From the President’s Desk: Reducing Barriers to Remote Learning

President Flanagan addresses the online challenges impacting our learning community during the pandemic.

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Student leaders play a critical role on campus, including articulating student concerns and advocating for positive change. This week, student representatives on General Faculties Council spoke passionately and thoughtfully on behalf of their fellow students, raising our awareness of the significant barriers some students are experiencing in today’s remote learning environment.

COVID-19 has fundamentally changed the university experience this year, not only at the U of A but across Canada and around the world. Adapting to remote learning has required a tremendous amount of creativity, training and hard work from students and instructors alike. University is never easy — at its best it challenges all involved to push beyond expectations. But add in the complications and demands of new technology, odd learning schedules, new forms of assessment, and online classroom dynamics and the pressures can be overwhelming and detrimental to mental and physical health.

Our student leaders raised a number of important issues at GFC. We heard that some international students face major time zone barriers which hamper their ability to participate in synchronous formats. Regularly attending class in the middle of the night is unsustainable and can result in highly adverse impacts on the personal health and wellness of our students. We heard that in some courses assessment methods, particularly participation grades that may in effect require students to attend class in the middle of the night, need to adapt to better reflect the realities of online learning. Online proctoring tools can increase student anxiety during an assessment by requiring students to show where they live, be in an interruption-free space with bright lighting, maintain a stable internet connection, maintain consistent eye contact with a webcam, all while undergoing the stress of writing an exam. Rural students may face difficulties because their access to the required technology cannot be achieved or guaranteed. Students who parent may face conflicting time commitments just when they need to be in class themselves.

Many of these issues are shared issues. Instructors also face time constraints and conflicts with familial demands. Overcoming the challenges of delivering course material remotely takes hours of extra preparation. Alternative and non-traditional forms of assessment add time and effort to an already overloaded schedule. An enormous amount of work has been done by highly dedicated U of A instructors to provide the best possible learning experiences for their students in a very difficult time.

I want to acknowledge and thank both students and instructors for all of the work that has been done to adapt. While there is hope on the horizon, we will continue to rely on remote learning environments through Spring and Summer terms and so we must continue to work together to improve things, address issues as they arise, and put in place solutions.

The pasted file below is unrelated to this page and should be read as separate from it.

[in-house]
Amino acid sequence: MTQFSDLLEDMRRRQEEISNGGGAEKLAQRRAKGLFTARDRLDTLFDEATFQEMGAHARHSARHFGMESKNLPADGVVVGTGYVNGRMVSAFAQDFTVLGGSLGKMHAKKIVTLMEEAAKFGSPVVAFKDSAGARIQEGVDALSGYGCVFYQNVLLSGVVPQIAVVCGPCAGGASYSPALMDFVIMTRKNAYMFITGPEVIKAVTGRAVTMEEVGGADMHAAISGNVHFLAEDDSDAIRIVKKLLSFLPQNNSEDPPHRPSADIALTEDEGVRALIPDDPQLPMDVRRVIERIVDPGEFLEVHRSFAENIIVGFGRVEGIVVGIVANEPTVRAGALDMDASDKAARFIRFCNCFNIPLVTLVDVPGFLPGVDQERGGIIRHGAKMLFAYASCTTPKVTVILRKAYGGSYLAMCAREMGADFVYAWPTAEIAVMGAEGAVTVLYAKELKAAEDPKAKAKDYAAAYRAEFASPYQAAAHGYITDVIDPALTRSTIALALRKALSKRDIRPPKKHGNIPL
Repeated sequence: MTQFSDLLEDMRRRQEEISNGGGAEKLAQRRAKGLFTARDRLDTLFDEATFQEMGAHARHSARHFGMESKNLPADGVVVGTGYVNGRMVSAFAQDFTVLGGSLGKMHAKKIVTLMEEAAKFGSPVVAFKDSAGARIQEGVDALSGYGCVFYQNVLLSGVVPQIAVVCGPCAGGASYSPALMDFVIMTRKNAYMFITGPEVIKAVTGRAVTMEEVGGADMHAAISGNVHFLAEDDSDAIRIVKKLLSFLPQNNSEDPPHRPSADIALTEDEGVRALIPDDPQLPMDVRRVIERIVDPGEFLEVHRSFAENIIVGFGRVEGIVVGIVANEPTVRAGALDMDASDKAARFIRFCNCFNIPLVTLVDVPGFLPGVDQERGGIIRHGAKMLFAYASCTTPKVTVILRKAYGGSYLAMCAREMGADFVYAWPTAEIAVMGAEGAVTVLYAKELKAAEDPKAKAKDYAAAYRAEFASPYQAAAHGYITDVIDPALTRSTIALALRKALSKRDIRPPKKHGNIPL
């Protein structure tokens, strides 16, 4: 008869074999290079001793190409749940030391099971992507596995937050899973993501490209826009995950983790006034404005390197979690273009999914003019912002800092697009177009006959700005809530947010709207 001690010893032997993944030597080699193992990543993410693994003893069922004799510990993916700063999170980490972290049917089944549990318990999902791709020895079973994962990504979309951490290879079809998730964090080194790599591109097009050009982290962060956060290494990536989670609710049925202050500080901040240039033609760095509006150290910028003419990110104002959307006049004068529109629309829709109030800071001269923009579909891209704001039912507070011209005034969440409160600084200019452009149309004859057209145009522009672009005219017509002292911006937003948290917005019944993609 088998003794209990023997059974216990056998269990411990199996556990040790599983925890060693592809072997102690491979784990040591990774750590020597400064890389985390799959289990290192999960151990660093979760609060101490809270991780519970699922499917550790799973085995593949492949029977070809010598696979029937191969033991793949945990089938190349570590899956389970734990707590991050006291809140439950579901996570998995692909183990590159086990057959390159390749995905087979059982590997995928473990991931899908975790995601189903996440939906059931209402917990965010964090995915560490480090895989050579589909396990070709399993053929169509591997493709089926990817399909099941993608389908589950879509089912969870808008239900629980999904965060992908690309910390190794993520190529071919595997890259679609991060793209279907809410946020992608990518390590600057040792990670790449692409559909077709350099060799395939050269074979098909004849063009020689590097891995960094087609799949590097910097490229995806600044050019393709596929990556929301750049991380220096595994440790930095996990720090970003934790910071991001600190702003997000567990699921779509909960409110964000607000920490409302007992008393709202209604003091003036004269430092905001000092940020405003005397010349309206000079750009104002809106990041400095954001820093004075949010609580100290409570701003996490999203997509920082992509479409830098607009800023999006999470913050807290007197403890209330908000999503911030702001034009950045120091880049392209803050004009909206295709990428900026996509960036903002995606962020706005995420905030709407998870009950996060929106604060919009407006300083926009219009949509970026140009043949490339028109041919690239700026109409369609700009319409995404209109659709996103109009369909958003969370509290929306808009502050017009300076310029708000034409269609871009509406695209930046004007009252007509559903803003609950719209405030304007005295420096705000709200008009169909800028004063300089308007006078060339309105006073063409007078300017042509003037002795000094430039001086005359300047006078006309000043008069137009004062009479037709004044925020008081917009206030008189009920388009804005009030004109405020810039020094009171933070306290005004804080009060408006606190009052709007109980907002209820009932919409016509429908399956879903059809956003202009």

There is no one easy solution and the critical starting point is always a conversation between students and instructors to first identify any barriers and then to develop alternatives. We know that conversations like these are happening everyday and alternatives are actively being put in place. We are committed to ensuring that no one is left with an unresolved situation. Provost Steven Dew and I want to assure students of the following:

  • Where students have medical, technological, accessibility, or other barriers, the university is fully committed to providing reasonable solutions.
  • Students, especially those in other time zones and rural locations, with legitimate limitations in their ability to participate in synchronous learning and assessment will be offered reasonable course adaptations.
  • Students who experience barriers due to medical, disability, or other protected grounds must be reasonably accommodated.

We are also committed to ensuring that students and instructors have tools and resources to help break down the barriers, clarify expectations, and resolve individual issues. The Dean of Students is available to support all these conversations as needed.

Finally, Provost Steven Dew is immediately striking a Task Force on Remote Teaching and Learning. This group will include students and instructors and will facilitate participation from across the university. As a priority, the Task Force will move quickly on the issue of online proctoring, with the immediate goal of reducing as much as possible the use of any online proctoring in the upcoming spring/summer term. The Task Force will also develop a fast and effective process for identifying and addressing other issues as they arise.

I want to end with a note of gratitude. COVID-19 has for the moment changed university life deeply; we must work together as best we can to maintain the health and safety of our students, faculty and staff during this global pandemic. Until we can return to normal, extra efforts will continue to be needed and I am deeply thankful for all that has and will continue to be done. Above all, I want to express my sincere thanks to our student leaders for bringing some critical issues to the fore and all our dedicated instructors and administrators who are doing all they can to support our students during this challenging time. I ask that all of us continue to keep the lines of communication open, so that we can work together to handle the many challenges we face together.

Bill Flanagan
President and Vice-Chancellor